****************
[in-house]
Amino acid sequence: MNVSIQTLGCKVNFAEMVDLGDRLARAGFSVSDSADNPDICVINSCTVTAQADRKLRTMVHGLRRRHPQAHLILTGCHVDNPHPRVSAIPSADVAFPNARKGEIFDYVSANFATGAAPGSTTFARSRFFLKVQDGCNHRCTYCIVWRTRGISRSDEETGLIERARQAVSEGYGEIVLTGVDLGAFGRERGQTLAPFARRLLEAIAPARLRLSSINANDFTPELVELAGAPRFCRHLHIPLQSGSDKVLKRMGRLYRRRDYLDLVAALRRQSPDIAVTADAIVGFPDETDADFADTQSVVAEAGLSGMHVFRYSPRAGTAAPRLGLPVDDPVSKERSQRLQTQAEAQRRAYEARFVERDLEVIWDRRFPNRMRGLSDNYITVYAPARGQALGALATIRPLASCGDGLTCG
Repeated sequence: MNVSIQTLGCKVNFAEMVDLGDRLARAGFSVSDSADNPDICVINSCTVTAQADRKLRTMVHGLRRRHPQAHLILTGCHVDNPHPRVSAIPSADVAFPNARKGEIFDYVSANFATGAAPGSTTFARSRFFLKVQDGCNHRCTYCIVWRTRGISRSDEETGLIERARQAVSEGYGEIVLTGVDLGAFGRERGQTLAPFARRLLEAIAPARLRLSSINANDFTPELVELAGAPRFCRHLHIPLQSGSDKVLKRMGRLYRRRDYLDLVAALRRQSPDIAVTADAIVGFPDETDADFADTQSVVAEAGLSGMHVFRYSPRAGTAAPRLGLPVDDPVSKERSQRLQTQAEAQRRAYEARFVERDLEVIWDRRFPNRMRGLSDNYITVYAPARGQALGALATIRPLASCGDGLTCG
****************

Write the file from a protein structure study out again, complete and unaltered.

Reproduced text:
[in-house]
Amino acid sequence: MNVSIQTLGCKVNFAEMVDLGDRLARAGFSVSDSADNPDICVINSCTVTAQADRKLRTMVHGLRRRHPQAHLILTGCHVDNPHPRVSAIPSADVAFPNARKGEIFDYVSANFATGAAPGSTTFARSRFFLKVQDGCNHRCTYCIVWRTRGISRSDEETGLIERARQAVSEGYGEIVLTGVDLGAFGRERGQTLAPFARRLLEAIAPARLRLSSINANDFTPELVELAGAPRFCRHLHIPLQSGSDKVLKRMGRLYRRRDYLDLVAALRRQSPDIAVTADAIVGFPDETDADFADTQSVVAEAGLSGMHVFRYSPRAGTAAPRLGLPVDDPVSKERSQRLQTQAEAQRRAYEARFVERDLEVIWDRRFPNRMRGLSDNYITVYAPARGQALGALATIRPLASCGDGLTCG
Repeated sequence: MNVSIQTLGCKVNFAEMVDLGDRLARAGFSVSDSADNPDICVINSCTVTAQADRKLRTMVHGLRRRHPQAHLILTGCHVDNPHPRVSAIPSADVAFPNARKGEIFDYVSANFATGAAPGSTTFARSRFFLKVQDGCNHRCTYCIVWRTRGISRSDEETGLIERARQAVSEGYGEIVLTGVDLGAFGRERGQTLAPFARRLLEAIAPARLRLSSINANDFTPELVELAGAPRFCRHLHIPLQSGSDKVLKRMGRLYRRRDYLDLVAALRRQSPDIAVTADAIVGFPDETDADFADTQSVVAEAGLSGMHVFRYSPRAGTAAPRLGLPVDDPVSKERSQRLQTQAEAQRRAYEARFVERDLEVIWDRRFPNRMRGLSDNYITVYAPARGQALGALATIRPLASCGDGLTCG